&lt;!-- a bean that uses Spring property placeholder --&gt;
@@ -29592,41 +29394,17 @@ destination=mock:result
 &lt;/camelContext&gt;
 
 ]]></script>
-</div></div>
-
-<p>Notice how the hello bean is using pure Spring property placeholders using the ${ } notation. And in the Camel routes we use the Camel placeholder notation with {{ }}.</p>
-
-<h4 id="BookInOnePage-ClashingSpringpropertyplaceholderswithCamelslanguage">Clashing Spring property placeholders with Camels <a shape="rect" href="simple.html">Simple</a> language</h4>
-<p>Take notice when using Spring bridging placeholder then the spring ${ } syntax clashes with the <a shape="rect" href="simple.html">Simple</a> in Camel, and therefore take care. For example:</p>
-<div class="code panel pdl" style="border-width: 1px;"><div class="codeContent panelContent pdl">
-<script class="theme: Default; brush: java; gutter: false" type="syntaxhighlighter"><![CDATA[
-&lt;setHeader headerName=&quot;Exchange.FILE_NAME&quot;&gt;
+</div></div><p>Notice how the hello bean is using pure Spring property placeholders using the ${ } notation. And in the Camel routes we use the Camel placeholder notation with {{ }}.</p><h4 id="BookInOnePage-ClashingSpringpropertyplaceholderswithCamelslanguage">Clashing Spring property placeholders with Camels <a shape="rect" href="simple.html">Simple</a> language</h4><p>Take notice when using Spring bridging placeholder then the spring ${ } syntax clashes with the <a shape="rect" href="simple.html">Simple</a> in Camel, and therefore take care. For example:</p><div class="code panel pdl" style="border-width: 1px;"><div class="codeContent panelContent pdl">
+<script class="theme: Default; brush: java; gutter: false" type="syntaxhighlighter"><![CDATA[&lt;setHeader headerName=&quot;Exchange.FILE_NAME&quot;&gt;
   &lt;simple&gt;{{file.rootdir}}/${in.header.CamelFileName}&lt;/simple&gt;
 &lt;/setHeader&gt;
 ]]></script>
-</div></div>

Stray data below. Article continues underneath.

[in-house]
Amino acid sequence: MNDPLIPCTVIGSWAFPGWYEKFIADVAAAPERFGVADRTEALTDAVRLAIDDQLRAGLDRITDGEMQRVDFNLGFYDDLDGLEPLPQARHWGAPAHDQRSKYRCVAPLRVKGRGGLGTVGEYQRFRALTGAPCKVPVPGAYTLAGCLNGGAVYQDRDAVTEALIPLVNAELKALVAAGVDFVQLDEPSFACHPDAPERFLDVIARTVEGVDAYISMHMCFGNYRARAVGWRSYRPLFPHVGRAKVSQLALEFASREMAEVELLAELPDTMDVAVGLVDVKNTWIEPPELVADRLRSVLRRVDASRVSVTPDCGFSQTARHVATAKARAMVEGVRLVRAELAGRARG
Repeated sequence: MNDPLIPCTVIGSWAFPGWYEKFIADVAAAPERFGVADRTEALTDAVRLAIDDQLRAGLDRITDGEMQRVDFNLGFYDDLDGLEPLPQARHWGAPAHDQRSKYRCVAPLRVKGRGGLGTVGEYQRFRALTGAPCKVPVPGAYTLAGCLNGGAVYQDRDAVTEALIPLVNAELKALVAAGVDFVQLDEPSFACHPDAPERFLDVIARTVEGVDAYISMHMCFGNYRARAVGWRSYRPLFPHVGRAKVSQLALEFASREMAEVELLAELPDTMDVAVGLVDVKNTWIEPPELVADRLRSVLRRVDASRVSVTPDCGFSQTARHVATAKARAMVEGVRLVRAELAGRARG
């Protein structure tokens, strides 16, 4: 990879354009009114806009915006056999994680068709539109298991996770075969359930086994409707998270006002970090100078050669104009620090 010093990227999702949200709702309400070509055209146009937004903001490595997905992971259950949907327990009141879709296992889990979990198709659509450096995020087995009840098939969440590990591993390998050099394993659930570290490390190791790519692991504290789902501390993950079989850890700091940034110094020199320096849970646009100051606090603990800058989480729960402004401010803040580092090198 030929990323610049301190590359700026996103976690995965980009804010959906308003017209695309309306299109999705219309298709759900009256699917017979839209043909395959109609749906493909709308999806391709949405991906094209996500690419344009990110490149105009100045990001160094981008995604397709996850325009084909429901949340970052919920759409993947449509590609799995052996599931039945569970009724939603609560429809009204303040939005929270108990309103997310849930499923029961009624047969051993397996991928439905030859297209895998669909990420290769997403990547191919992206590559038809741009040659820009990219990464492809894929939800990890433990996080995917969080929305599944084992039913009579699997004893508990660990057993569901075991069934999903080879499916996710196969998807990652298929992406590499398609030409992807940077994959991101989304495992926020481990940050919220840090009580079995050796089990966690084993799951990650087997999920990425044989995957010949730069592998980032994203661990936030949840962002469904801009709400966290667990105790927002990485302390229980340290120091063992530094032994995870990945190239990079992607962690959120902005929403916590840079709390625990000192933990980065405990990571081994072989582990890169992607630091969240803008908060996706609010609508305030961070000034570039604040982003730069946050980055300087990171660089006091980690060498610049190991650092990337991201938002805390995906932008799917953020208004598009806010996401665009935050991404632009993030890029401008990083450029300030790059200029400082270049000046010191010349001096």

-<p>clashes with Spring property placeholders, and you should use $simple{ } to indicate using the <a shape="rect" href="simple.html">Simple</a> language in Camel.</p>
-<div class="code panel pdl" style="border-width: 1px;"><div class="codeContent panelContent pdl">
-<script class="theme: Default; brush: java; gutter: false" type="syntaxhighlighter"><![CDATA[
-&lt;setHeader headerName=&quot;Exchange.FILE_NAME&quot;&gt;
+</div></div><p>clashes with Spring property placeholders, and you should use $simple{ } to indicate using the <a shape="rect" href="simple.html">Simple</a> language in Camel.</p><div class="code panel pdl" style="border-width: 1px;"><div class="codeContent panelContent pdl">
+<script class="theme: Default; brush: java; gutter: false" type="syntaxhighlighter"><![CDATA[&lt;setHeader headerName=&quot;Exchange.FILE_NAME&quot;&gt;
   &lt;simple&gt;{{file.rootdir}}/$simple{in.header.CamelFileName}&lt;/simple&gt;
 &lt;/setHeader&gt;
 ]]></script>
-</div></div>
-
-<p>An alternative is to configure the <code>PropertyPlaceholderConfigurer</code> with <code>ignoreUnresolvablePlaceholders</code> option to <code>true</code>.</p>
-
-
-<h3 id="BookInOnePage-OverridingpropertiesfromCameltestkit">Overriding properties from Camel test kit</h3>
-<p><strong>Available as of Camel 2.10</strong></p>
-
-<p>When <a shape="rect" href="testing.html">Testing</a> with Camel and using the <a shape="rect" href="properties.html">Properties</a> component, you may want to be able to provide the properties to be used from directly within the unit test source code.<br clear="none">
-This is now possible from Camel 2.10 onwards, as the Camel test kits, eg <code>CamelTestSupport</code> class offers the following methods</p>